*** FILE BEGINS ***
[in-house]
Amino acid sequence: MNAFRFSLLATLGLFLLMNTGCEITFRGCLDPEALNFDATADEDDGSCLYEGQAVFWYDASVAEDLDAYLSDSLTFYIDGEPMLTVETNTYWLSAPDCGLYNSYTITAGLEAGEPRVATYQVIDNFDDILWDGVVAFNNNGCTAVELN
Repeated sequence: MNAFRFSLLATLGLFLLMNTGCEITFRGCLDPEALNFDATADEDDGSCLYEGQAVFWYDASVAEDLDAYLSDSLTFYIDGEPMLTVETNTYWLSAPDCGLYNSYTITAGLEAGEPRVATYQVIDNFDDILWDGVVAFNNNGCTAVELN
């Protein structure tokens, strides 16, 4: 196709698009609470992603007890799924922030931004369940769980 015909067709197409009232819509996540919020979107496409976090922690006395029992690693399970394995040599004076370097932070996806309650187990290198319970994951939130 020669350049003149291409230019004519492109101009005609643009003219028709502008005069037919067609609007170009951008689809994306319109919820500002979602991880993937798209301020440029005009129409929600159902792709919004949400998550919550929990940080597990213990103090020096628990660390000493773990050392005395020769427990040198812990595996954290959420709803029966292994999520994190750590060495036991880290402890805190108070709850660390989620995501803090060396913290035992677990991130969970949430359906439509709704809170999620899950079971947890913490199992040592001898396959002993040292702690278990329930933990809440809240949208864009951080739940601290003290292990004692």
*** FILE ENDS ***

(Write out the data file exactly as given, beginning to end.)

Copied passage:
[in-house]
Amino acid sequence: MNAFRFSLLATLGLFLLMNTGCEITFRGCLDPEALNFDATADEDDGSCLYEGQAVFWYDASVAEDLDAYLSDSLTFYIDGEPMLTVETNTYWLSAPDCGLYNSYTITAGLEAGEPRVATYQVIDNFDDILWDGVVAFNNNGCTAVELN
Repeated sequence: MNAFRFSLLATLGLFLLMNTGCEITFRGCLDPEALNFDATADEDDGSCLYEGQAVFWYDASVAEDLDAYLSDSLTFYIDGEPMLTVETNTYWLSAPDCGLYNSYTITAGLEAGEPRVATYQVIDNFDDILWDGVVAFNNNGCTAVELN
């Protein structure tokens, strides 16, 4: 196709698009609470992603007890799924922030931004369940769980 015909067709197409009232819509996540919020979107496409976090922690006395029992690693399970394995040599004076370097932070996806309650187990290198319970994951939130 020669350049003149291409230019004519492109101009005609643009003219028709502008005069037919067609609007170009951008689809994306319109919820500002979602991880993937798209301020440029005009129409929600159902792709919004949400998550919550929990940080597990213990103090020096628990660390000493773990050392005395020769427990040198812990595996954290959420709803029966292994999520994190750590060495036991880290402890805190108070709850660390989620995501803090060396913290035992677990991130969970949430359906439509709704809170999620899950079971947890913490199992040592001898396959002993040292702690278990329930933990809440809240949208864009951080739940601290003290292990004692």